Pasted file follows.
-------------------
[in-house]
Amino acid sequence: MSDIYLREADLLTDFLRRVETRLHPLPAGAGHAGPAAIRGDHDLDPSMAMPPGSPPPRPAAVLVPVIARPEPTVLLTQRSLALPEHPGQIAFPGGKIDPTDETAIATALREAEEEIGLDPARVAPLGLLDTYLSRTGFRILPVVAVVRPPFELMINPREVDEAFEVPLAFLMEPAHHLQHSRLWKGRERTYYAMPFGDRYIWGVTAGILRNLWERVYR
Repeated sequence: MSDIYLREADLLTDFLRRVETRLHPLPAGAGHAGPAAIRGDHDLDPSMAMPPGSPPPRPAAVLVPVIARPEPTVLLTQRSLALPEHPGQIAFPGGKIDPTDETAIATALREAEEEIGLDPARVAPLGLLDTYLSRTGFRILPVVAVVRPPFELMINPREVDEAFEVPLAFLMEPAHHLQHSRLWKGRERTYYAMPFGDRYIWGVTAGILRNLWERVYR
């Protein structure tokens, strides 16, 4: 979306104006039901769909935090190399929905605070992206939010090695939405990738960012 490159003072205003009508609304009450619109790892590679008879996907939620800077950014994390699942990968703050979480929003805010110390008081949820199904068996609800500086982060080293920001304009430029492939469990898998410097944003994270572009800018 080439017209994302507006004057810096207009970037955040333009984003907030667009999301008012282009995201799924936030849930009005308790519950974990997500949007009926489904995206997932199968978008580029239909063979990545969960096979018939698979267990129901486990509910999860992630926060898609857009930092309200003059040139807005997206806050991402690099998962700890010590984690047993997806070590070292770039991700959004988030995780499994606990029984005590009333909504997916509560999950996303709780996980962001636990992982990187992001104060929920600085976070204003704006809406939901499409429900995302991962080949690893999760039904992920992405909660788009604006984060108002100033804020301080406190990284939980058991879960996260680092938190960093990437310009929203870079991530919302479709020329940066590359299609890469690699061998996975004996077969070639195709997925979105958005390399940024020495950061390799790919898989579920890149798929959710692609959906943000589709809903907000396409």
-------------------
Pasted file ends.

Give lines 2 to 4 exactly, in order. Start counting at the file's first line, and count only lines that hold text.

Amino acid sequence: MSDIYLREADLLTDFLRRVETRLHPLPAGAGHAGPAAIRGDHDLDPSMAMPPGSPPPRPAAVLVPVIARPEPTVLLTQRSLALPEHPGQIAFPGGKIDPTDETAIATALREAEEEIGLDPARVAPLGLLDTYLSRTGFRILPVVAVVRPPFELMINPREVDEAFEVPLAFLMEPAHHLQHSRLWKGRERTYYAMPFGDRYIWGVTAGILRNLWERVYR
Repeated sequence: MSDIYLREADLLTDFLRRVETRLHPLPAGAGHAGPAAIRGDHDLDPSMAMPPGSPPPRPAAVLVPVIARPEPTVLLTQRSLALPEHPGQIAFPGGKIDPTDETAIATALREAEEEIGLDPARVAPLGLLDTYLSRTGFRILPVVAVVRPPFELMINPREVDEAFEVPLAFLMEPAHHLQHSRLWKGRERTYYAMPFGDRYIWGVTAGILRNLWERVYR
């Protein structure tokens, strides 16, 4: 979306104006039901769909935090190399929905605070992206939010090695939405990738960012 490159003072205003009508609304009450619109790892590679008879996907939620800077950014994390699942990968703050979480929003805010110390008081949820199904068996609800500086982060080293920001304009430029492939469990898998410097944003994270572009800018 080439017209994302507006004057810096207009970037955040333009984003907030667009999301008012282009995201799924936030849930009005308790519950974990997500949007009926489904995206997932199968978008580029239909063979990545969960096979018939698979267990129901486990509910999860992630926060898609857009930092309200003059040139807005997206806050991402690099998962700890010590984690047993997806070590070292770039991700959004988030995780499994606990029984005590009333909504997916509560999950996303709780996980962001636990992982990187992001104060929920600085976070204003704006809406939901499409429900995302991962080949690893999760039904992920992405909660788009604006984060108002100033804020301080406190990284939980058991879960996260680092938190960093990437310009929203870079991530919302479709020329940066590359299609890469690699061998996975004996077969070639195709997925979105958005390399940024020495950061390799790919898989579920890149798929959710692609959906943000589709809903907000396409």